Before I begin writing each newsletter I read the previous one to minimise repetition and hopefully ensure I cover new ground, thereby maintaining the readers attention. I was struck on this occasion by how prescient were the remarks of the August newsletter. As ever the newsletter was scripted almost two months ahead of publication to meet various manuscript deadlines. Little could I have imagined then in June of this year that the whole issue of Ts&Cs was to burst upon the ‘body medical’, courtesy of an announcement by Jeremy Hunt, at a meeting at the King’s Fund.
In consequence rather than repeat myself, I would ‘refer the reader to the comments I made two months ago’. In the August newsletter I have spelt out the RCEM position and the need for various key stakeholders to recognise the enormous wastage of resources consequential upon a standard contract negotiated at a time when out of hours work (for consultants) was much less than it is today.
I and other members of the executive are due to meet this week with civil servants, the BMA and NHS Employers to again articulate the points spelt out in the CEM10 and RCEM STEP campaigns. We cannot know the outcome of the current negotiations but I would want to reassure all members and fellows that we have pursued each and every relevant party to apprise them of our views.
Fair contracts for hospitals to enable adequate cost based remuneration of acute care is also a key campaign goal and we met with Monitor this month to argue the case for ensuring their proposed new tariff structure is equitable to all hospitals; in particular the element apportioned to core funding must reflect actual costs of safe staffing levels (medical and nursing) as well as non payroll costs. There was a real risk that this could be based on ‘historical funding’ and thus condemn many hospitals to a new system that simply continued to perpetrate the iniquities of the past. We have obtained written assurance that core funding will indeed reflect true costs.
Work is also proceeding re new metrics. I have written before of the need to ensure the 4 hr standard is not replaced until such time as a better metric has been agreed, tested and found superior with regard to patient experience and outcomes. A key requirement of the College is the need to measure demand, capacity and outcomes as all three must be aligned. We have met with the DH, the Kings Fund, the Nuffield Trust and the Urgent and Emergency Care Review team to discuss metrics and I am confident that there is a much better understanding of the strengths and weaknesses of such metrics. We await the decision of NHS England as to which ones they intend to pilot.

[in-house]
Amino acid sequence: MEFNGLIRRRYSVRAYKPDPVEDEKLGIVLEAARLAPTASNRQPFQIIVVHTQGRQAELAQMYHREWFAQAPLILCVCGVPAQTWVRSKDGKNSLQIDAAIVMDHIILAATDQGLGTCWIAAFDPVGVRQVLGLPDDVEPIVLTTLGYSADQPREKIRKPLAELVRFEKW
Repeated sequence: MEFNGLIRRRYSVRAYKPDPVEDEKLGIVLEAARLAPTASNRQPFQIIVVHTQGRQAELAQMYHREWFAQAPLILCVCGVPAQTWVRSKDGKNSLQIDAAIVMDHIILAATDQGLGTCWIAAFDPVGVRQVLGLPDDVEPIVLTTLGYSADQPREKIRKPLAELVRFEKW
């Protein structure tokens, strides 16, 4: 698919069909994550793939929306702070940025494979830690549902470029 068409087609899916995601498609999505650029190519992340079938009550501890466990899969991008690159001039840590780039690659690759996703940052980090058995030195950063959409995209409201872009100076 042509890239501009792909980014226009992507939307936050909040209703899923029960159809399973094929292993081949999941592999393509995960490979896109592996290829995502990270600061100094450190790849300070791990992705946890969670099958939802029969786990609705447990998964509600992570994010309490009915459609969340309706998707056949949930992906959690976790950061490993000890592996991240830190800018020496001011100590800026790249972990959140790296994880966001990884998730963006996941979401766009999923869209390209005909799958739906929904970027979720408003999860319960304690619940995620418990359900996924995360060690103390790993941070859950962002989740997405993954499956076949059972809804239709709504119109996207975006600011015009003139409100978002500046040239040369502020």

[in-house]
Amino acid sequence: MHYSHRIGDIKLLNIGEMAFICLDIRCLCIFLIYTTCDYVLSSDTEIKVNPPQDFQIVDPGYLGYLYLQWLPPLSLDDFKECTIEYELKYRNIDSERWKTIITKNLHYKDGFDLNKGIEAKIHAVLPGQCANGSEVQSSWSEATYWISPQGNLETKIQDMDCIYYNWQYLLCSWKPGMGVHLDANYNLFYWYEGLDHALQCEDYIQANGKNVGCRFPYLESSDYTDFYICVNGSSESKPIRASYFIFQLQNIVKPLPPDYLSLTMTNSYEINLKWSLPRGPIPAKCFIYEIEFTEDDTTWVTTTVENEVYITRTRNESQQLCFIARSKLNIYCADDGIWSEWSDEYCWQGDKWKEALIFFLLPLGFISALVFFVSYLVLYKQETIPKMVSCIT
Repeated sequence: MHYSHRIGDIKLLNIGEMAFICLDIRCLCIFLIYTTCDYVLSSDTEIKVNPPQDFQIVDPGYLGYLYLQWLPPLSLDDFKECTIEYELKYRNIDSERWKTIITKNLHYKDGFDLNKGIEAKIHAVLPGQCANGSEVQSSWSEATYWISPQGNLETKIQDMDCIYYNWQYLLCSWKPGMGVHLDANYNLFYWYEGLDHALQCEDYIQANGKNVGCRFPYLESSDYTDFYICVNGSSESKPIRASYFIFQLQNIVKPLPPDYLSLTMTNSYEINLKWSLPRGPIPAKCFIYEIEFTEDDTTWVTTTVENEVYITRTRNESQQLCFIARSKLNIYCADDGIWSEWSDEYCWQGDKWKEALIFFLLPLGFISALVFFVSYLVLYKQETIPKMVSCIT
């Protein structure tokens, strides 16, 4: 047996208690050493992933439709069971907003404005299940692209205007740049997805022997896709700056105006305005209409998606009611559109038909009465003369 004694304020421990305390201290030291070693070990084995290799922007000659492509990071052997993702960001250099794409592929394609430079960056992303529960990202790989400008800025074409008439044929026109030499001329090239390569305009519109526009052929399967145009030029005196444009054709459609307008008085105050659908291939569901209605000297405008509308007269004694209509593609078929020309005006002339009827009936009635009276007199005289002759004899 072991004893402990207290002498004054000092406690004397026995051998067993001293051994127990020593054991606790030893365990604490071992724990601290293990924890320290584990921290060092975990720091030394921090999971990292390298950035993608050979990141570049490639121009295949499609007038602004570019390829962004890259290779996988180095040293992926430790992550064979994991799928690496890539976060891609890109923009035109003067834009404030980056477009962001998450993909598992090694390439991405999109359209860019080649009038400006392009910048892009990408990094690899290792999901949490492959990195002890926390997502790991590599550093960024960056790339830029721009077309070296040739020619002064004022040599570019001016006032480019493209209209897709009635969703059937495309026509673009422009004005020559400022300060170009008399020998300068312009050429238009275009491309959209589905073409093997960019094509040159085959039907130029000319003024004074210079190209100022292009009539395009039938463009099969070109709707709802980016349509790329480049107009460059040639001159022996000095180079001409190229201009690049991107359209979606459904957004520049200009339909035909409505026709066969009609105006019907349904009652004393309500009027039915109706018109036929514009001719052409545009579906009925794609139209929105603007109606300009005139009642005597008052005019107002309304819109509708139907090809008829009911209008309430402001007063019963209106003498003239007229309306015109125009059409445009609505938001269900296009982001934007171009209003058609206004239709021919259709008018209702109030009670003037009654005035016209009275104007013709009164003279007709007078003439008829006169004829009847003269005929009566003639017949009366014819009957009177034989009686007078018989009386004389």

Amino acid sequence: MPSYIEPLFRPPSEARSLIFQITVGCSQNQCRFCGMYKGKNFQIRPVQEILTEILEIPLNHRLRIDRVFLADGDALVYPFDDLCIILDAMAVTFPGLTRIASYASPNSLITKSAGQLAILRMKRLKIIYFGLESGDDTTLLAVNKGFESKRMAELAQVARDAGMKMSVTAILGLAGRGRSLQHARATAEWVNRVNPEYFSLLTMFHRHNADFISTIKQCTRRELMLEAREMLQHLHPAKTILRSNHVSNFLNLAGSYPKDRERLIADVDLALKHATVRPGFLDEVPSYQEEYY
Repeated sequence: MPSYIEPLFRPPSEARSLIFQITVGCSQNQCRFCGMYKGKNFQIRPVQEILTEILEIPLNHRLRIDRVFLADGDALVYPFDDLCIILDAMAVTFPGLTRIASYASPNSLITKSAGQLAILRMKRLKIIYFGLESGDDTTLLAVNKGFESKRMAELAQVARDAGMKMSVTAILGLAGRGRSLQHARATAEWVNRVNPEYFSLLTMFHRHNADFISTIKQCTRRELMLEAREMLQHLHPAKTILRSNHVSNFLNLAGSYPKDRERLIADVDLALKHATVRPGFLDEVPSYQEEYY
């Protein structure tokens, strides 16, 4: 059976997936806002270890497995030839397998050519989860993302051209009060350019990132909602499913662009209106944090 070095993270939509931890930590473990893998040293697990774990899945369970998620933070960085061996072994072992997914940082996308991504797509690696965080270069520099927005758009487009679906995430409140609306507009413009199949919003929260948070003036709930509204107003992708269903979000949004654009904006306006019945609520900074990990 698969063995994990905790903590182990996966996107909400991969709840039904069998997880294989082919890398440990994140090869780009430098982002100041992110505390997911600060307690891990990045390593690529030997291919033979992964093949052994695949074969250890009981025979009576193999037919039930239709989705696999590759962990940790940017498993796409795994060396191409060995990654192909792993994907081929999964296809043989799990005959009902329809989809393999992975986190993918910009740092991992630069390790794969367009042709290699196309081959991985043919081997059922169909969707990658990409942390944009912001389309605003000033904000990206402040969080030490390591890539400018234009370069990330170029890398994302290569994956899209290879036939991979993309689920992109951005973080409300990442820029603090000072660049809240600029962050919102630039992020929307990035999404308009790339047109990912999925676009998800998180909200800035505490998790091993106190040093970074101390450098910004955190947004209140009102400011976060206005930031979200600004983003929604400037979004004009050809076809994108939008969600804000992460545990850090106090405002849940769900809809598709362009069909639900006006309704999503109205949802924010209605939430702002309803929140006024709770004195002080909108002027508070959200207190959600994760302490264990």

This autumn we will be launching a number of short animated cartoons highlighting the issue of exit block, the A&E brand and how it differs from emergency medicine, and relaunching our ‘Facts’ film. These will form part of our campaign to distinguish what is emergency medicine from other issues that might cause attendance to A&E. Examples of what emergency medicine is not include post-operative complications, failures of community care, relapse of conditions within 24 hrs of discharge from an in-patient bed or an out of hours occupational health service. All these patients need timely access to the appropriate service but their problems are not part of our curriculum, expertise or resource allocation.
Recognition of non EM presentations and appropriate pathways to better help these patients will go some way to decongest our departments. Eradication of exit block will similarly not only decongest but improve departments for patients (lower morbidity and mortality and hospital length of stay) and staff (more time spent on core tasks, better job satisfaction, less overload and burnout).
We are piloting a project with a number of NHS Trusts seeking to highlight the lack of timely discharge options over the winter months and the consequent link to poor performance when measured against the 4 hour standard. I will report more once winter is upon us!
Finally our second EM Clinical Leaders day will be on December 1st at the British Library. Last year over 150 delegates attended and the feedback was very positive. I hope that at least one consultant from every department will attend this year from throughout the UK. The programme is available on the website with a great line up of subjects and presentations. Importantly we will seek views from all those who attend on how the College is doing as measured by the goals of the CEM10 and RCEM STEP campaigns.
Dr Cliff Mann FRCEM FRCP
The Royal College of Emergency Medicine